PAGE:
RBI’s Currency Management

In News

  • Recently, several Aam Aadmi Party (AAP) leaders asked the government to put pictures of Goddess Lakshmi and Lord Ganesh on currency notes in order to bring “prosperity” to the country. 

Who decides what Indian bank notes and coins are supposed to look like?

  • Changes in the design and form of bank notes and coins are decided by the Reserve Bank of India (RBI) and the central government. 
    • Changes in the design of coins are the prerogative of the central government.
  • Any change in design of a currency note has to be approved by the RBI’s Central Board and the central government. 

Role of RBI in issuing notes

  • The central bank internally works out a design, which is put before the RBI’s Central Board.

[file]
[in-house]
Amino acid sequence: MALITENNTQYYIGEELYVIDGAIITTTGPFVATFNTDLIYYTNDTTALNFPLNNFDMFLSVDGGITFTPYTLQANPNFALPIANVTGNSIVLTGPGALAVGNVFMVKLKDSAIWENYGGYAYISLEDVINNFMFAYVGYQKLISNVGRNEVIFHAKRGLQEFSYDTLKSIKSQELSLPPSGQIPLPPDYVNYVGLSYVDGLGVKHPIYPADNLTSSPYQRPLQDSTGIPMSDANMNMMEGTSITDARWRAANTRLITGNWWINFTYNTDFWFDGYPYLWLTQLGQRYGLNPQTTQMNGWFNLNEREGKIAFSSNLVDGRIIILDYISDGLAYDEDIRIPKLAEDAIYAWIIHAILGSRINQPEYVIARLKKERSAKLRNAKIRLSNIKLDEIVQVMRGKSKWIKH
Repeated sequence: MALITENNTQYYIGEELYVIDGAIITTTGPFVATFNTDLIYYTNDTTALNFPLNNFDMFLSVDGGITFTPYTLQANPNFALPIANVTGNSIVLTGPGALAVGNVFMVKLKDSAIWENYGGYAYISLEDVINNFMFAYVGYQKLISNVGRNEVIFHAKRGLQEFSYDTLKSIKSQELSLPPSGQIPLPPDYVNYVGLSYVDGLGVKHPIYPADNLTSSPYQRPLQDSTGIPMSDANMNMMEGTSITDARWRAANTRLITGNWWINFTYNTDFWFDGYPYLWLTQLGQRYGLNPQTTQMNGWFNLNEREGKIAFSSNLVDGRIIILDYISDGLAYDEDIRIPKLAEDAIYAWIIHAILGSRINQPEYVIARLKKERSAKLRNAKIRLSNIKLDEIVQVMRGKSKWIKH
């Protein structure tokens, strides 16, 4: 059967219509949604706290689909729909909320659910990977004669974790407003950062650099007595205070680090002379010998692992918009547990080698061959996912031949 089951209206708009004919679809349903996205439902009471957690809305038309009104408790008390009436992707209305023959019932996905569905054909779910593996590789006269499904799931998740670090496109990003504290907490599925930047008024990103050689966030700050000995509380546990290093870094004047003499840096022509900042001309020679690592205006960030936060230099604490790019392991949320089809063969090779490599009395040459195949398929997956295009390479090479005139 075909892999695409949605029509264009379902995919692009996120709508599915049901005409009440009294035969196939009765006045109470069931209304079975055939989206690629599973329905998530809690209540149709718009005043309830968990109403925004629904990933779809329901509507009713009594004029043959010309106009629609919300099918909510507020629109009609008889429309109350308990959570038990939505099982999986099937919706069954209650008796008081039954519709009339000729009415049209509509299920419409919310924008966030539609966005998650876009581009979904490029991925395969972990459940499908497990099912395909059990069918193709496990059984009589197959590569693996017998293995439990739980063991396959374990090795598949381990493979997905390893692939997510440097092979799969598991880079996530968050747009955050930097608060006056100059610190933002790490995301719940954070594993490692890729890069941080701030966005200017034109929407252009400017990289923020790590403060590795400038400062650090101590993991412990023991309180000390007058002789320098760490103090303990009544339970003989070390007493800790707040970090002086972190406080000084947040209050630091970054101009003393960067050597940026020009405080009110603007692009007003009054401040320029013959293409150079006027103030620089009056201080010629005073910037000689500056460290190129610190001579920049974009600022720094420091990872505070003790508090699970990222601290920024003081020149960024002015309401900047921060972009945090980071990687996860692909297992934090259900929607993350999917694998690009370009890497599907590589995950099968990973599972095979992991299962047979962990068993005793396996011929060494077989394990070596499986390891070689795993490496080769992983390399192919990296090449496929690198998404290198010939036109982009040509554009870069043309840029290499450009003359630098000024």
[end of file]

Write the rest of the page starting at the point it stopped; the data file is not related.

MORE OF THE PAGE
• Section 22 of The Reserve Bank of India Act, 1934, gives RBI the “sole right” to issue banknotes in India. 
  • Section 25 states that “the design, form, and material of bank notes shall be such as may be approved by the Central Government after consideration of the recommendations made by the [RBI’s] Central Board”.
  • The RBI’s Department of Currency Management has the responsibility of administering the core function of currency management.
    • The Department addresses policy and operational issues relating to the:
      • Designing banknotes.
      • Forecasting demand for notes and coins.
      • Ensuring smooth distribution of banknotes and coins throughout the country.
      • Retrieval of unfit notes and uncurrent coins from circulation. 
      • Ensuring the integrity of bank notes.
  • If the design of a currency note has to change, the Department works on the design and submits it to RBI, which recommends it to the central government. The government gives the final approval. 
  • Two of India’s currency note printing presses in Nasik and Dewas are owned by the Government of India and two others in Mysore and Salboni are owned by the RBI through its wholly owned subsidiary, Bharatiya Reserve Bank Note Mudran Ltd (BRBNML).